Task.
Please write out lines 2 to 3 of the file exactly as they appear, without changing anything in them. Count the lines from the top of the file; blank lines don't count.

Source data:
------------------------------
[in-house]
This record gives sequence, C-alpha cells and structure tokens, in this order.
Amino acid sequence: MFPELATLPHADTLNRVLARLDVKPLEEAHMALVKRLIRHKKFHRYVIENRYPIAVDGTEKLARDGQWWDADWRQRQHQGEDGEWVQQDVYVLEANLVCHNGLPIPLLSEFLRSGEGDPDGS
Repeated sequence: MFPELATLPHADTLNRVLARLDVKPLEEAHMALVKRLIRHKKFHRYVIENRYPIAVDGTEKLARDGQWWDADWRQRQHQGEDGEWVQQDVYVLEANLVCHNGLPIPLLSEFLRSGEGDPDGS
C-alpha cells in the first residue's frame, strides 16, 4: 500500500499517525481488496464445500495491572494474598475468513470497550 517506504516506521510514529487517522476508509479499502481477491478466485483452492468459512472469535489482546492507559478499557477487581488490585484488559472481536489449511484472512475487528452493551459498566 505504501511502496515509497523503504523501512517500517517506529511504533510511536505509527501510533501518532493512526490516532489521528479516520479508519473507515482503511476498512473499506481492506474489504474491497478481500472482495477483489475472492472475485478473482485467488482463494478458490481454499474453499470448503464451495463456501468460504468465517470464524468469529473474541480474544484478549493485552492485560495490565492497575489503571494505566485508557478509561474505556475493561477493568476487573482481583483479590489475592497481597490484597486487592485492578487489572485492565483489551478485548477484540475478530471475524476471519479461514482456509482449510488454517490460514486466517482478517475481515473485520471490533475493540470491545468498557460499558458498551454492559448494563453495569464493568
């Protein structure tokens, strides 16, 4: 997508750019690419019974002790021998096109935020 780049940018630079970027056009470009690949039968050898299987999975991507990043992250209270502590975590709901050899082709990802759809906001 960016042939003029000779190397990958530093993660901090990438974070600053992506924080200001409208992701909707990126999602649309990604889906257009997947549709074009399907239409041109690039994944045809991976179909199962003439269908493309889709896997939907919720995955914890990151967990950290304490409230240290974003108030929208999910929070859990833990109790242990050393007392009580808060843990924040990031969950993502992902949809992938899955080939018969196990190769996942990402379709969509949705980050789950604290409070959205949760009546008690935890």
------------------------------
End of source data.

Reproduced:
This record gives sequence, C-alpha cells and structure tokens, in this order.
Amino acid sequence: MFPELATLPHADTLNRVLARLDVKPLEEAHMALVKRLIRHKKFHRYVIENRYPIAVDGTEKLARDGQWWDADWRQRQHQGEDGEWVQQDVYVLEANLVCHNGLPIPLLSEFLRSGEGDPDGS